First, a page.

What: Shares of Exelixis (NASDAQ:EXEL), a biotechnology company focused on developing drugs to treat cancer, rocketed higher by 18% during July, according to data from S&P Global Market Intelligence. Although no specific news event can be singled out for the move, two broader themes likely contributed to Exelixis' share price ascent.
So what: First, the U.S. stock market had a pretty strong rebound from its Brexit-based lows during July, which acted as a driving force for the biotech sector as a whole. It's not uncommon for biotech stocks to be more volatile than the overall market, meaning they'll overshoot to the upside when the stock market is gaining steam, and overshoot to the downside when it's pulling back. With the S&P 500 tacking on nearly 4% in July, biotech as a whole witnessed a nice bump.
However, I suspect the bigger driving force for Exelixis remains the hope behind Cabometyx and Cotellic. Remember that less than a year ago, the only drug approved for sale from Exelixis was Cometriq, a medication designed to treat a rare form of advanced medullary thyroid cancer. Even at its peak, this is perhaps a $75 million-per-year indication. Exelixis needed something else, and it got it with the approval of Cotellic in combination with Roche's (NASDAQOTH:RHHBY) Zelboraf for the treatment of advanced metastatic melanoma, and Cabometyx for the treatment of second-line advanced renal cell carcinoma.
Recent data on Cabometyx in the CABOSUN trial also demonstrated strong efficacy in treatment first-line renal cell carcinoma, signaling to investors that Cabomeytx may have a label expansion to first-line RCC in its future.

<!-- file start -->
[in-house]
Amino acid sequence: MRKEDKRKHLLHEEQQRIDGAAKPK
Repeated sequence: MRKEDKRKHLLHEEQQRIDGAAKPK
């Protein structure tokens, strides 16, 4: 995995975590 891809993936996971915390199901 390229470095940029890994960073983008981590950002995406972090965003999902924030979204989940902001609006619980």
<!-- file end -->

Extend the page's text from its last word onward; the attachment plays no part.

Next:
Long story short, shareholders like myself are excited about seeing a rapid uptick in sales and label expansion opportunities coming to fruition.
Now what: What happens next for Exelixis is the big unknown. Shareholders can fully expect Exelixis' sales to expand rapidly with Cabometyx and Cotellic hitting pharmacy shelves, but profitability is still likely a good two or three years out. In short, clinical data will probably continue to rule the roost.
Moving forward, the next big event to eye are the top-line results from CELESTIAL, which are expected in 2017. The CELESTIAL trial is examining Cabomeytx as a treatment for advanced hepatocellular carcinoma (i.e., liver cancer), with a statistically significant improvement in median overall survival (OS) as the primary endpoint.
What'll happen in this study is really anyone's guess. In the COMET studies involving cabozantinib (the scientific name for Cabometyx) for metastatic castration-resistant prostate cancer, Cabomeytx didn't even come close to a statistically significant improvement in median OS. Yet in the METEOR studies for renal-cell carcinoma, it hit a statistical improvement in progression-free survival and median OS relative to the placebo.
As for me and other Exelixis shareholders, I see no reason to jump off this train. Cabomeytx, if successful in CELESTIAL, could have peak annual sales potential north of $1 billion. With biotech stocks often conservatively valued at two to three times the peak annual sales estimates of their lead drug, Exelixis' current $2.1 billion valuation could still prove inexpensive.
Sean Williams owns shares of Exelixis, but has no material interest in any other companies mentioned in this article. You can follow him on CAPS under the screen name TMFUltraLong, and check him out on Twitter, where he goes by the handle @TMFUltraLong.
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